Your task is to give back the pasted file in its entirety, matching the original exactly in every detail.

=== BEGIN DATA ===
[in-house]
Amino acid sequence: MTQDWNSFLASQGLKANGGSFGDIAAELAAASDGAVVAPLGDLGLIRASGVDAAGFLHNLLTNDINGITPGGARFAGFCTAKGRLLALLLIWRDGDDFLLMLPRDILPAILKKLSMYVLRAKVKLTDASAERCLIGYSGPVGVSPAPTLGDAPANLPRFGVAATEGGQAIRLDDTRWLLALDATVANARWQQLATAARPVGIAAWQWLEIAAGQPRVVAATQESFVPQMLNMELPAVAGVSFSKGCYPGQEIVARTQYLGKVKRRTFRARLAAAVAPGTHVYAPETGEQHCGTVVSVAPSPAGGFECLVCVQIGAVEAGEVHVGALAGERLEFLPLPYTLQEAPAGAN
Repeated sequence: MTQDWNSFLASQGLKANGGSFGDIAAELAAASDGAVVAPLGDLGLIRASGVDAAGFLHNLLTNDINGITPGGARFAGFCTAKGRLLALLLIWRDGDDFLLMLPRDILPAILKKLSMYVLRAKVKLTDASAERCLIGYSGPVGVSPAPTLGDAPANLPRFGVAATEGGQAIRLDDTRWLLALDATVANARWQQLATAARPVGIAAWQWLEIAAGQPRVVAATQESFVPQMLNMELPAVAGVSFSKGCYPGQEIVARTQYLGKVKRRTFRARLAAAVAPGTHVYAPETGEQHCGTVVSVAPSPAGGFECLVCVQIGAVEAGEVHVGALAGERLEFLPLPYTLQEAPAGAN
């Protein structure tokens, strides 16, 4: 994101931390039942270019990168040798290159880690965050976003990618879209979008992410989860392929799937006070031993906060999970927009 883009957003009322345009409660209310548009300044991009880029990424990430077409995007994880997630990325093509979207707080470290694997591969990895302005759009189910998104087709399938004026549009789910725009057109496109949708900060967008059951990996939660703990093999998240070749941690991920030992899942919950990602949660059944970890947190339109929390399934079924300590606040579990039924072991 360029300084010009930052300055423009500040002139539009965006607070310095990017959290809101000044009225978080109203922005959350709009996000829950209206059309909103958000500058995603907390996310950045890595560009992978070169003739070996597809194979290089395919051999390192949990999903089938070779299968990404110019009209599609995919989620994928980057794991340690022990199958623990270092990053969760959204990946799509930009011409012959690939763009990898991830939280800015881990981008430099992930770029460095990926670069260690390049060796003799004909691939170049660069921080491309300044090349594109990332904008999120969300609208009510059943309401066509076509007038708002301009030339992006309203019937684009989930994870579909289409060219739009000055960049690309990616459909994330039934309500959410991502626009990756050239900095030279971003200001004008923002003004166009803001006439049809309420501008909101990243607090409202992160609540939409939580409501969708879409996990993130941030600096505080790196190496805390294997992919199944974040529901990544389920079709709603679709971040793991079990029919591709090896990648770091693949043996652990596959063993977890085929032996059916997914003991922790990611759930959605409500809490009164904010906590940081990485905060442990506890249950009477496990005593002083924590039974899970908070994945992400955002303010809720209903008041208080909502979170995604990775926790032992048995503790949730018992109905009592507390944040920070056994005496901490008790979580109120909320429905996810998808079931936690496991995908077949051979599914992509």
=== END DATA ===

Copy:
[in-house]
Amino acid sequence: MTQDWNSFLASQGLKANGGSFGDIAAELAAASDGAVVAPLGDLGLIRASGVDAAGFLHNLLTNDINGITPGGARFAGFCTAKGRLLALLLIWRDGDDFLLMLPRDILPAILKKLSMYVLRAKVKLTDASAERCLIGYSGPVGVSPAPTLGDAPANLPRFGVAATEGGQAIRLDDTRWLLALDATVANARWQQLATAARPVGIAAWQWLEIAAGQPRVVAATQESFVPQMLNMELPAVAGVSFSKGCYPGQEIVARTQYLGKVKRRTFRARLAAAVAPGTHVYAPETGEQHCGTVVSVAPSPAGGFECLVCVQIGAVEAGEVHVGALAGERLEFLPLPYTLQEAPAGAN
Repeated sequence: MTQDWNSFLASQGLKANGGSFGDIAAELAAASDGAVVAPLGDLGLIRASGVDAAGFLHNLLTNDINGITPGGARFAGFCTAKGRLLALLLIWRDGDDFLLMLPRDILPAILKKLSMYVLRAKVKLTDASAERCLIGYSGPVGVSPAPTLGDAPANLPRFGVAATEGGQAIRLDDTRWLLALDATVANARWQQLATAARPVGIAAWQWLEIAAGQPRVVAATQESFVPQMLNMELPAVAGVSFSKGCYPGQEIVARTQYLGKVKRRTFRARLAAAVAPGTHVYAPETGEQHCGTVVSVAPSPAGGFECLVCVQIGAVEAGEVHVGALAGERLEFLPLPYTLQEAPAGAN
């Protein structure tokens, strides 16, 4: 994101931390039942270019990168040798290159880690965050976003990618879209979008992410989860392929799937006070031993906060999970927009 883009957003009322345009409660209310548009300044991009880029990424990430077409995007994880997630990325093509979207707080470290694997591969990895302005759009189910998104087709399938004026549009789910725009057109496109949708900060967008059951990996939660703990093999998240070749941690991920030992899942919950990602949660059944970890947190339109929390399934079924300590606040579990039924072991 360029300084010009930052300055423009500040002139539009965006607070310095990017959290809101000044009225978080109203922005959350709009996000829950209206059309909103958000500058995603907390996310950045890595560009992978070169003739070996597809194979290089395919051999390192949990999903089938070779299968990404110019009209599609995919989620994928980057794991340690022990199958623990270092990053969760959204990946799509930009011409012959690939763009990898991830939280800015881990981008430099992930770029460095990926670069260690390049060796003799004909691939170049660069921080491309300044090349594109990332904008999120969300609208009510059943309401066509076509007038708002301009030339992006309203019937684009989930994870579909289409060219739009000055960049690309990616459909994330039934309500959410991502626009990756050239900095030279971003200001004008923002003004166009803001006439049809309420501008909101990243607090409202992160609540939409939580409501969708879409996990993130941030600096505080790196190496805390294997992919199944974040529901990544389920079709709603679709971040793991079990029919591709090896990648770091693949043996652990596959063993977890085929032996059916997914003991922790990611759930959605409500809490009164904010906590940081990485905060442990506890249950009477496990005593002083924590039974899970908070994945992400955002303010809720209903008041208080909502979170995604990775926790032992048995503790949730018992109905009592507390944040920070056994005496901490008790979580109120909320429905996810998808079931936690496991995908077949051979599914992509």